Financial Planning 101: Review Your Life Insurance
The fact is, many existing policies could fail long before the people they insure die. Of course, it is possible for interest rates to rise sufficiently to reverse this pattern, but don’t count on it. Even with higher internal returns, many policies are saddled with high mortality costs and other expenses.
So what do you do? The first step always is to get an in-force illustration from your existing company. That should tell you if you are okay for now, or if you need to add money or reduce the death benefit. Other options would include doing a thorough analysis of your existing coverage and comparing that to taking out new coverage. Considerations of new policies should include the assessment of new surrender penalties, quality ratings of the new carrier, the health qualifications of the new coverage (you may not qualify for new coverage due to your health), new loan provisions and so on.
Still, there are situations where a Section 1035 exchange can make sense; that is, transferring into another life policy (with lower fees and better long-term guarantees, and maybe a long-term care rider). It is possible to pay less by purchasing a new life insurance contract with lifetime guarantees and long-term care riders.
By the way, do you know what a long-term care rider is? This rider may revolutionize the life insurance industry. The rider allows the insured to access the death benefit at a select percentage of face value per month (e.g., $500,000 policy @ 2 percent = $10,000 per month available for long-term care expenses).
Qualifications for coverage vary from company to company, but generally if you qualify for long-term care under the Social Security definition, you usually qualify to access this rider. This rider comes at an added cost and the monthly long-term care amount accessed through this rider will reduce the death benefit dollar for dollar until depleted. The rider is only available on new policies, so this may be a factor when listing the pros and cons of replacing existing coverage. If you simply are adding life coverage for yourself or your spouse, this rider can make a lot of sense, especially if you haven’t insured against long-term care expenses through any other means.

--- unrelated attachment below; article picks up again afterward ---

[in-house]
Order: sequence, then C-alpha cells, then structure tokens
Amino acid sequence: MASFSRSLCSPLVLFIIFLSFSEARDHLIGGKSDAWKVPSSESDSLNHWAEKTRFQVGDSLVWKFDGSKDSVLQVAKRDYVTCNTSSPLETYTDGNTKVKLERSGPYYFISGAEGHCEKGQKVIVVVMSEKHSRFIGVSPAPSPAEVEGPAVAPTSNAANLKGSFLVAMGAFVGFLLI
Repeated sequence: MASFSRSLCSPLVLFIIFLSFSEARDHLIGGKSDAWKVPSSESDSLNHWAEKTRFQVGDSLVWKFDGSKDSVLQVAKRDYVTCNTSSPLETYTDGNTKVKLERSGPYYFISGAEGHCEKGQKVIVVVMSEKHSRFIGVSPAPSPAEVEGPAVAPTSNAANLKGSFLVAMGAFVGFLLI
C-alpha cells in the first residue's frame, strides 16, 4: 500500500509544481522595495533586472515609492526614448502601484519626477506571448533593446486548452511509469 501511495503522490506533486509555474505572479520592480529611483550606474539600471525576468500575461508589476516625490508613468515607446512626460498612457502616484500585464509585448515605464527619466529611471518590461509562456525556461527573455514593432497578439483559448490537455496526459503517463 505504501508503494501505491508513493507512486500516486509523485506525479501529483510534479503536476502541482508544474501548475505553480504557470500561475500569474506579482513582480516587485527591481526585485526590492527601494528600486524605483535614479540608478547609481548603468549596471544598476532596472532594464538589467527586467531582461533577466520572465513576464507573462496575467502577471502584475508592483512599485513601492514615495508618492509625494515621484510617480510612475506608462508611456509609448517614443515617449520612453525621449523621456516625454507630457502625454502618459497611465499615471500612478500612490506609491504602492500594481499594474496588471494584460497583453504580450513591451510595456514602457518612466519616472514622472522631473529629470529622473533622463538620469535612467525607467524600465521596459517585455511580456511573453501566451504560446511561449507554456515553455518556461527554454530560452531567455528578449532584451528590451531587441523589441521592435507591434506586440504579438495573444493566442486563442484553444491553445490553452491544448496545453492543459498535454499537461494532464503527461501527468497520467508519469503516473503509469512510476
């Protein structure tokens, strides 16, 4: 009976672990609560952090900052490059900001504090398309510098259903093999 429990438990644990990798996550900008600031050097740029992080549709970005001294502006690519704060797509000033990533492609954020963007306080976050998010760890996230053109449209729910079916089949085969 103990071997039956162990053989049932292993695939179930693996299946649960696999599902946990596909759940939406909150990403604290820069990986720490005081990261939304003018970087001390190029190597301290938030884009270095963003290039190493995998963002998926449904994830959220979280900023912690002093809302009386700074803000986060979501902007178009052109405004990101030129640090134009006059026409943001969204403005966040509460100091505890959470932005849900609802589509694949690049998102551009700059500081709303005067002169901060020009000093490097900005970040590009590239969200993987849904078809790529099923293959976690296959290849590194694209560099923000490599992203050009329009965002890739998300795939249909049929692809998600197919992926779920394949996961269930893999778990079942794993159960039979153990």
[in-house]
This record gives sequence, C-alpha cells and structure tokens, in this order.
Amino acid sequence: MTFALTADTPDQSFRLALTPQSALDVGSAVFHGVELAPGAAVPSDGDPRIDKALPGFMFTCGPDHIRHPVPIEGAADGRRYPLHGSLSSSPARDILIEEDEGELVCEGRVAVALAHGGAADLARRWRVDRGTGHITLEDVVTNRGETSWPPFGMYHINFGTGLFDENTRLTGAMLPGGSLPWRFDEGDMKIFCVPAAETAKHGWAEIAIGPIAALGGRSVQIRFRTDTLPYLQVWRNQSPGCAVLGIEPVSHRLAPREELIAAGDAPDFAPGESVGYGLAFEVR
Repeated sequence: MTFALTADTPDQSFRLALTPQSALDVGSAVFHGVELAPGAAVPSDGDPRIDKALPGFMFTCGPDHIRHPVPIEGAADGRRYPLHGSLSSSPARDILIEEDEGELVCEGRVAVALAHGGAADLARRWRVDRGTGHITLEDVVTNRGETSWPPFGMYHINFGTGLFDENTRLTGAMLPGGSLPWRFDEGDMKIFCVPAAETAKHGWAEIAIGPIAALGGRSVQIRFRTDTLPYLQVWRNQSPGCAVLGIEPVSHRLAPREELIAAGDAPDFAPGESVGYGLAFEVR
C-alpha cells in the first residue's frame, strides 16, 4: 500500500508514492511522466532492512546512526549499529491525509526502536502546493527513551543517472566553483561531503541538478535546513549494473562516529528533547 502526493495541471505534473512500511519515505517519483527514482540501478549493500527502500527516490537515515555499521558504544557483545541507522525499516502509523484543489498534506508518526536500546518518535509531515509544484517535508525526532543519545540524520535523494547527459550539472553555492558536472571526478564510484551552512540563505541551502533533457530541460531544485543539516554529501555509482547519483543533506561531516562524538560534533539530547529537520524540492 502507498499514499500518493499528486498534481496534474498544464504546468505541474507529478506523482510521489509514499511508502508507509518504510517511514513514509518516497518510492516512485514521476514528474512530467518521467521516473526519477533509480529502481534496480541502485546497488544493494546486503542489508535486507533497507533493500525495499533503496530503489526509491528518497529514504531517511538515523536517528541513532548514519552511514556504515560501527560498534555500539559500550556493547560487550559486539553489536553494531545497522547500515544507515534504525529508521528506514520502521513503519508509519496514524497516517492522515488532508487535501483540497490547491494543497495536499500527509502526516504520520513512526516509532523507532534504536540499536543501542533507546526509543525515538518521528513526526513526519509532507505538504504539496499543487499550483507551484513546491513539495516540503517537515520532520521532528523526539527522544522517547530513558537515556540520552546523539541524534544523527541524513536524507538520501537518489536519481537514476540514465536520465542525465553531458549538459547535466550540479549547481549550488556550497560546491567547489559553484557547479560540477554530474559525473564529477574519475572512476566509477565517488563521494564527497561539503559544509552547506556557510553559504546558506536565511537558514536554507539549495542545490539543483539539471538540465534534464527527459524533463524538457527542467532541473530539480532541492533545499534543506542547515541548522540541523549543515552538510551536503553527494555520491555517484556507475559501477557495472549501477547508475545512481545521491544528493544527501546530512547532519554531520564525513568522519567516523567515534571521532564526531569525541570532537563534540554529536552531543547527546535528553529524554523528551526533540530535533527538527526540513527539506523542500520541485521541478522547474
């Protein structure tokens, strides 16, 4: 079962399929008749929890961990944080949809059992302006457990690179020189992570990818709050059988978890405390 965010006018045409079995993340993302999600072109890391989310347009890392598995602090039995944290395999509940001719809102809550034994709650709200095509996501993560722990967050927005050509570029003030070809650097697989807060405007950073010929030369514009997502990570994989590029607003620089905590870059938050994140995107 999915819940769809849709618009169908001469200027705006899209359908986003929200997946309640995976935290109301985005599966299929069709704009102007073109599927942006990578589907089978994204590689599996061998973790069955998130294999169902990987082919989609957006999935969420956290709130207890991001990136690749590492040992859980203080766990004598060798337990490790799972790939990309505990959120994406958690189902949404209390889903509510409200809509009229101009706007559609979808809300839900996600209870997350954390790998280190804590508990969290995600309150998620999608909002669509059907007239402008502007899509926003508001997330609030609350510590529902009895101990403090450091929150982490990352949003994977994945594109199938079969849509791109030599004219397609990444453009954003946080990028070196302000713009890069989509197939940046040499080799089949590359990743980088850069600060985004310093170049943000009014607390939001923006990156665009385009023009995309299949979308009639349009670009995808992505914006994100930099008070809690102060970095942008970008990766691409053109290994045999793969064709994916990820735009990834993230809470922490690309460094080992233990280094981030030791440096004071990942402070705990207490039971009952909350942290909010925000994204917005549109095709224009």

To smoke or not to smoke. If you are a smoker and plan to quit, you may be eligible for a nonsmoking rate if you promise to quit in the next two years. That’s right; some life insurers will give you a non-smoking rate now and up to two years to actually quit smoking. Typically, an exam will have to show test results that reveal there is no nicotine in your system, but you have two years to schedule that exam. This can be a great reason to acquire life insurance and quit smoking too.
Your homework. Have an in-force illustration done on every life insurance policy you own, even the term policies, and don’t forget the second-to-die policies owned by an irrevocable life insurance trust. Make sure you know what the future may hold for your policies and keep reviewing these policies every couple of years thereafter. Review your options with a life insurance consultant who has access to many different companies. And finally, congratulate yourself for taking good care of your family and your financial plan.
| ||Timothy J. Holsworth CFP®, CLU, ChFC is president of AHP Financial Services, a wholly owned subsidiary of Andrews Hooper Pavlik PLC. He also is a branch manager with Raymond James Financial Services, located in Bay City, Mich. AHP Financial Services and Andrews Hooper Pavlik PLC are not affiliated with Raymond James. Securities offered through Raymond James Financial Services, Inc. Member FINRA/SIPC.|